Every person will be an individual case, and you will not know until after you apply when the marketplace opens Tuesday. If your income is between 100 percent of the federal poverty level and 400 percent of the federal poverty level, then you will be eligible for federal subsidies to help you buy insurance. The federal poverty level this is year is $11,490 for one person, $23,550 for a family of four. So, 400 percent is $45,960 for one person and $94,200 for a family of four.
If you make below poverty level, you might qualify for other programs. The enrollment process is supposed to be designed to automatically funnel your application to the Children Health Insurance Program or Medicaid if you qualify for those. There's also the Medical Access Program through Central Health.
Is there a rough estimate of what plans will cost?
On Wednesday, the U.S. Department of Health and Human Services released these figures for Austin: A 27-year-old adult who makes $25,000 a year will pay $85 a month for the bronze plan after tax credits or $145 a month for the silver plan after tax credits. A family of four who makes $50,000 a year will pay $64 a month for the bronze plan after tax credits and $282 a month for thesilver after tax credits.
How do I decide which plan is right for me?
You have to decide what you can afford versus what you can risk. Think about how much insurance you use in a typical year. If your family gets sick often or has chronic illnesses, you might want to pay more each month to have a lower deductible or choose lower out-of-pocket expenses. If everyone's been healthy, maybe you take a risk and choose a higher deductible and higher out-of pocket expenses for lower monthly payments.
Don't forget to check if your doctors are in the plan, since that could also be a deciding factor.
Read the fine print carefully. Plans are now by law supposed to be written using universal language and with a glossary of terms, and while there are the essential benefits they all have to have, other services also might be important to you. You'll want to make sure you understand what's covered and what's not.
What will I need to apply?
You'll need to provide your family's Social Security numbers or document numbers if you are legal immigrants; employer and income information found on pay stubs and W-2 forms; policy numbers for your current insurance and a form to verify whether insurance coverage is available through your employer.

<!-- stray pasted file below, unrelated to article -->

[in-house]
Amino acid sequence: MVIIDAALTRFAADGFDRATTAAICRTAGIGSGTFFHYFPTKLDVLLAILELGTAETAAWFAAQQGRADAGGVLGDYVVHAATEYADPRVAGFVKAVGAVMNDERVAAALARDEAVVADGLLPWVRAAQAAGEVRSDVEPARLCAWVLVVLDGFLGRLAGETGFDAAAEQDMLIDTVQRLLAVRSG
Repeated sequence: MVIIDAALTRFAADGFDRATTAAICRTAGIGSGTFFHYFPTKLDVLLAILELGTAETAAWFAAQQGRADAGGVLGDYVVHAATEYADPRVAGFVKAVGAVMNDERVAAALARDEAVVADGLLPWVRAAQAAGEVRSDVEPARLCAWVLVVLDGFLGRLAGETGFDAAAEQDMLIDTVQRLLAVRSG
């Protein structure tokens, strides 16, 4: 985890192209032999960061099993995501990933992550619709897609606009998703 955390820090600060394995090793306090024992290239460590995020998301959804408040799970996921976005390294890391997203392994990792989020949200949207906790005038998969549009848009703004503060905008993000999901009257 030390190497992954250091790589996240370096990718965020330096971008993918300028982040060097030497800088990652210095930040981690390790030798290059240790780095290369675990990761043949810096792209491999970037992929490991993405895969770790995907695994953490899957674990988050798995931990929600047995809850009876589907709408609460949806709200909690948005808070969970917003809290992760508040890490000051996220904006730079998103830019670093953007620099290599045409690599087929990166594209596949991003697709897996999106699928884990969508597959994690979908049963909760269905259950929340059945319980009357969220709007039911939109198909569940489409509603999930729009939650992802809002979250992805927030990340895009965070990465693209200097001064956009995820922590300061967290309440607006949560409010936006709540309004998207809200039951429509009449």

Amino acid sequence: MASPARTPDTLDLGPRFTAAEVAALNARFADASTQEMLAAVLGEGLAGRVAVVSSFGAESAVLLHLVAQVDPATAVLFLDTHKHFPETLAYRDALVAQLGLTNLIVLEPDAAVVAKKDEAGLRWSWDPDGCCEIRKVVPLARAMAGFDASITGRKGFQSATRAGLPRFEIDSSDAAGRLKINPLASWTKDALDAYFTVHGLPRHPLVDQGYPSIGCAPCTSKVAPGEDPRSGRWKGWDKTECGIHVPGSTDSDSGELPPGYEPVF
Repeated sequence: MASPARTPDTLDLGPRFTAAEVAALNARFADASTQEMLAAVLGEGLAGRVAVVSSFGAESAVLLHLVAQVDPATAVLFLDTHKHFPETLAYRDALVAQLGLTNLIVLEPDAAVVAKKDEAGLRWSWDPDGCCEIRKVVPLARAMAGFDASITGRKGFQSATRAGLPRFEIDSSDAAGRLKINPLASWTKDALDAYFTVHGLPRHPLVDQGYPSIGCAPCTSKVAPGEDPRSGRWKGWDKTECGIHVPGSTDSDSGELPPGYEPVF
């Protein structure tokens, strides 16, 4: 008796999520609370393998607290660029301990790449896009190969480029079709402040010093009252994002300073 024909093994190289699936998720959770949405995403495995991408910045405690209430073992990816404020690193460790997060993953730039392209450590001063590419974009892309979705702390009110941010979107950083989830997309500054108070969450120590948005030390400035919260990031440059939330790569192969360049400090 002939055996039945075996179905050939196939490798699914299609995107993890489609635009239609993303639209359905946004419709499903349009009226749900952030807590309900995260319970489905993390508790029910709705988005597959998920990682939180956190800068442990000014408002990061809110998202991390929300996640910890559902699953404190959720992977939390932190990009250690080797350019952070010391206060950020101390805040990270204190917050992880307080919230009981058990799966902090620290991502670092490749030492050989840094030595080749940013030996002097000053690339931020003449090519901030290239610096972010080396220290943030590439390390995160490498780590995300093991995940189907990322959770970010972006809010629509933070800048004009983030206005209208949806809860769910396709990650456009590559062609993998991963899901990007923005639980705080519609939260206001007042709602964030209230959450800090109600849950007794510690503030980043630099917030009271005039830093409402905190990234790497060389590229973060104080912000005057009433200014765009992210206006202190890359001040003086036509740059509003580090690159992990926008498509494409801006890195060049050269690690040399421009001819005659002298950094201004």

The forms will look similar to filling out an income-tax return.
How long do I have to decide if I want to use the marketplace?
The open enrollment period is Oct. 1-March 31. Coverage can begin as soon as Jan. 1. It will take about two weeks from the time you apply to the time coverage begins, so enroll by Dec. 15 to get coverage that will begin New Year's Day.
After March 31, you cannot apply for coverage for 2014. You'll have to wait until next fall to get coverage for 2015.
Where do I get help if I'm still confused?
Local health clinics and some nonprofits are offering people who have been trained as navigators to help you. You can call 211 to get a list. You also can go to Foundation Communities' two Affordable Care Act Enrollment Centers at 2600 W. Stassney Lane and at Highland Mall, 6001 Airport Blvd. in the upper level across from the food court. Beginning Tuesday, the south location will be open 9 a.m.- 7 p.m. Monday through Thursday, 9 a.m.-4 p.m. Friday and Saturday and 1 p.m.-4 p.m. Sunday. The north location will be open 10 a.m.-7 p.m. Monday through Thursday, 10 a.m.-4 p.m. Friday and Saturday, and 1 p.m.-4 p.m. Sunday. You can schedule an appointment at www.foundcom.org. A third location is in the works.
See more of our coverage of the Affordable Care Act at http://www.statesman.com/s/affordable-care-act/.
Sources: healthcare.gov; U.S. Department of Health & Human Services; Kaiser Family Foundation; Dr. James Rohack, director of health care policy at Scott & White; Jesus Garza, president and CEO of Seton Healthcare Family; Kim McPherson, program officer for Healthy Minds of St. David's Foundation; Dr. Ari Brown of 411 Pediatrics; Nora Cadena, media and marketing coordinator for Insure Central Texas of Foundation Communities; and Anne Dunkelberg, associate director of the Center for Public Policy Priorities.